The Lookingglass Theater Company’s motto, “Theater without a net,” can usually be regarded as a nice metaphor for its often edgy fare, but in the case of “Hephaestus,” the phrase should be taken literally. The circus performers in this mix of acrobatics and mythological storytelling perform high-level stunts in such an intimate environment that both the beauty and the danger feel heightened.
First performed in 2005, “Hephaestus” doesn’t have quite the same recognizable title going for it as the company’s signature work, “Lookingglass Alice.” But the show does seem a solid candidate to travel a touring path similar to that of the Lewis Carroll-inspired piece in the last year. In fact, “Hephaestus” pulls together a broad coalition of potential audiences; it’s a pretty rare show that feels successfully directed at both family crowds and hipsters.
The various influences here are readily apparent. In its telling of an obscure Greek myth, the show invites comparison to the work of Mary Zimmerman, a Lookingglass ensemble member who often develops shows at the theater. Sure, it doesn’t plumb the same depths of metaphor, and on occasion, the story feels like an excuse to string together various acts — which, let’s face it, it partly is.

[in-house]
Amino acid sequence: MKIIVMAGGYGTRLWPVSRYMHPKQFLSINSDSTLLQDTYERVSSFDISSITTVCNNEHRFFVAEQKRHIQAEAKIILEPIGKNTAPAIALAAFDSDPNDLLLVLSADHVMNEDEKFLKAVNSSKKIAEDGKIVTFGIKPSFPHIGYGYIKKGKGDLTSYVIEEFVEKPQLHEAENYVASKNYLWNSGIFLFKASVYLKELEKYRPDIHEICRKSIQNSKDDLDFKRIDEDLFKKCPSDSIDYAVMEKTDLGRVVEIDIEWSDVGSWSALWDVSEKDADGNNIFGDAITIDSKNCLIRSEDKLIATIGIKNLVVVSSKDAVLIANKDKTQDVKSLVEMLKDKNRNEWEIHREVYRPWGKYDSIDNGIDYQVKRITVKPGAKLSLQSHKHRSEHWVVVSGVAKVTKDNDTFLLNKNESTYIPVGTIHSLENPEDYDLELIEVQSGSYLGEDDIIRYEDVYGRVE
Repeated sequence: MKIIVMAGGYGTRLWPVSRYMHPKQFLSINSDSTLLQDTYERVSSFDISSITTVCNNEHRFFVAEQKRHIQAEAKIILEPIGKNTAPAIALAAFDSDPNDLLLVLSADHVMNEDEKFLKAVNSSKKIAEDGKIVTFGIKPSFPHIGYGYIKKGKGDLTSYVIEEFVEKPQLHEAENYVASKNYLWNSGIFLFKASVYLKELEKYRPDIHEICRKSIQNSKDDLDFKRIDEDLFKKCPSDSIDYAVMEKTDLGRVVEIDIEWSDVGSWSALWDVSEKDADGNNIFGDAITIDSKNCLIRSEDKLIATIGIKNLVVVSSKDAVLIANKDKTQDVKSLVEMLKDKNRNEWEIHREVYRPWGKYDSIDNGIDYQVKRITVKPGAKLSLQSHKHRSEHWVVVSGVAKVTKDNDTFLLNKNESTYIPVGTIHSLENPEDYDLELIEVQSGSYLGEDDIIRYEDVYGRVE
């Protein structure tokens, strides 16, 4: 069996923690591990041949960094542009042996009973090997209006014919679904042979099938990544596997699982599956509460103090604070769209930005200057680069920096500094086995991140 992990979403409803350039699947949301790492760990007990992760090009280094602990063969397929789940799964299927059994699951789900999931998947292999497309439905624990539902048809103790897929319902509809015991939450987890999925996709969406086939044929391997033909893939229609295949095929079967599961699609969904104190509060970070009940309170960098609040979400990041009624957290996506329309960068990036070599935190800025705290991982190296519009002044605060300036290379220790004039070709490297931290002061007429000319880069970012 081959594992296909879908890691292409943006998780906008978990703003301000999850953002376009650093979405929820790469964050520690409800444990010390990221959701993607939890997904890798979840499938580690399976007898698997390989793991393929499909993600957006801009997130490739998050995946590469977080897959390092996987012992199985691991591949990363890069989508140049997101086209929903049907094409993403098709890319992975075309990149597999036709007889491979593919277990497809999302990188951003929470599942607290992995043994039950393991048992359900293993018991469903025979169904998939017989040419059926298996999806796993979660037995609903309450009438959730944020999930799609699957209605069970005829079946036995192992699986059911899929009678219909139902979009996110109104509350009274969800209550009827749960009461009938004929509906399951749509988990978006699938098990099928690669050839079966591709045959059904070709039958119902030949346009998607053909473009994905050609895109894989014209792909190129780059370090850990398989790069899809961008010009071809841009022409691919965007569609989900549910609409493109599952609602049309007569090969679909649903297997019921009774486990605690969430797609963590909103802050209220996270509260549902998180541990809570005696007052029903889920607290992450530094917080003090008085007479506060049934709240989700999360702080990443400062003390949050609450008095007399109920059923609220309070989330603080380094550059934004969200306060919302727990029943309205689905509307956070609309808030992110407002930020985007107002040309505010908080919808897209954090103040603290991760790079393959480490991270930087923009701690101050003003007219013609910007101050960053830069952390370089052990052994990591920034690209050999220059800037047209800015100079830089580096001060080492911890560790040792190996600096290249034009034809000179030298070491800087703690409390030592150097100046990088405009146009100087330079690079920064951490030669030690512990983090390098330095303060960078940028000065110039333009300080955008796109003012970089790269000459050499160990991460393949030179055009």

But the story — of Hephaestus (creator Tony Hernandez) being thrown from Mt. Olympus by his mother Hera (Lijana Wallenda-Hernandez), becoming god of craftsmen, entrapping Hera in a golden throne and then trading her freedom when the gods send down Aphrodite — comes across with a good deal of clarity, lending genuine emotional heft to the climactic acrobatics. Aphrodite, for example, takes the form of Ukrainian gymnast Anya Stankus, who seduces Hephaestus by doing things with hula hoops that don’t seem physically possible. The context makes it all the more sexy.
There’s a wide variety of circus influences, from Cirque du Soleil to Ringling Bros. to the Wallendas, and the cast features alumni from each. Blue Man Group also comes to mind fairly frequently — Hephaestus forges a series of silver people that give the entire endeavor the look and feel of a street performance, also contributing some great drumming. The various elements fuse effectively.
The tale itself is told from the perspective of a little girl (Abigail Droeger), which feels like a familiar, precious device at first but works, largely because of the narrative focus on the emotional impact of childhood abandonment. (Other strands of the Hephaestus myth are wisely ignored here to keep this a family-oriented endeavor.)
What sets this show apart is the thrill derived from the closeness of the physical performances. The rolling German wheel, for example, heads for the front rows with suspenseful momentum, while the ending — and it’s quite an ending — involves an impressive, genuinely nail-biting high-wire act.
After all, there really is no net.